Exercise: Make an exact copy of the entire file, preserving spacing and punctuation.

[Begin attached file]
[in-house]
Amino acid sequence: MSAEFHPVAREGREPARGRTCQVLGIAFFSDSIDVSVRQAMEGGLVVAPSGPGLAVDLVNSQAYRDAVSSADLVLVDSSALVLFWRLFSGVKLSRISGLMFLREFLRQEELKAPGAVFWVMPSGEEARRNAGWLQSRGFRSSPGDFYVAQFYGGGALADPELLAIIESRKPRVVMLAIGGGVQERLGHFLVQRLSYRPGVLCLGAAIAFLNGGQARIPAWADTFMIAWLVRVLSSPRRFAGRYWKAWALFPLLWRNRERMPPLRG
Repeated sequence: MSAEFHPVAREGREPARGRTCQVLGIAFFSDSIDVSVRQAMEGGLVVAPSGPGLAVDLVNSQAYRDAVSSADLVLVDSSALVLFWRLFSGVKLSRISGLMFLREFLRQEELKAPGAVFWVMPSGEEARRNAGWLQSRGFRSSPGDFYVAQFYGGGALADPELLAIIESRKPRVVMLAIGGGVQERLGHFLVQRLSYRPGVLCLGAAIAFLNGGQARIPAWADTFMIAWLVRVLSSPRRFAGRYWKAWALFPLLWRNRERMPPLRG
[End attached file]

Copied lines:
[in-house]
Amino acid sequence: MSAEFHPVAREGREPARGRTCQVLGIAFFSDSIDVSVRQAMEGGLVVAPSGPGLAVDLVNSQAYRDAVSSADLVLVDSSALVLFWRLFSGVKLSRISGLMFLREFLRQEELKAPGAVFWVMPSGEEARRNAGWLQSRGFRSSPGDFYVAQFYGGGALADPELLAIIESRKPRVVMLAIGGGVQERLGHFLVQRLSYRPGVLCLGAAIAFLNGGQARIPAWADTFMIAWLVRVLSSPRRFAGRYWKAWALFPLLWRNRERMPPLRG
Repeated sequence: MSAEFHPVAREGREPARGRTCQVLGIAFFSDSIDVSVRQAMEGGLVVAPSGPGLAVDLVNSQAYRDAVSSADLVLVDSSALVLFWRLFSGVKLSRISGLMFLREFLRQEELKAPGAVFWVMPSGEEARRNAGWLQSRGFRSSPGDFYVAQFYGGGALADPELLAIIESRKPRVVMLAIGGGVQERLGHFLVQRLSYRPGVLCLGAAIAFLNGGQARIPAWADTFMIAWLVRVLSSPRRFAGRYWKAWALFPLLWRNRERMPPLRG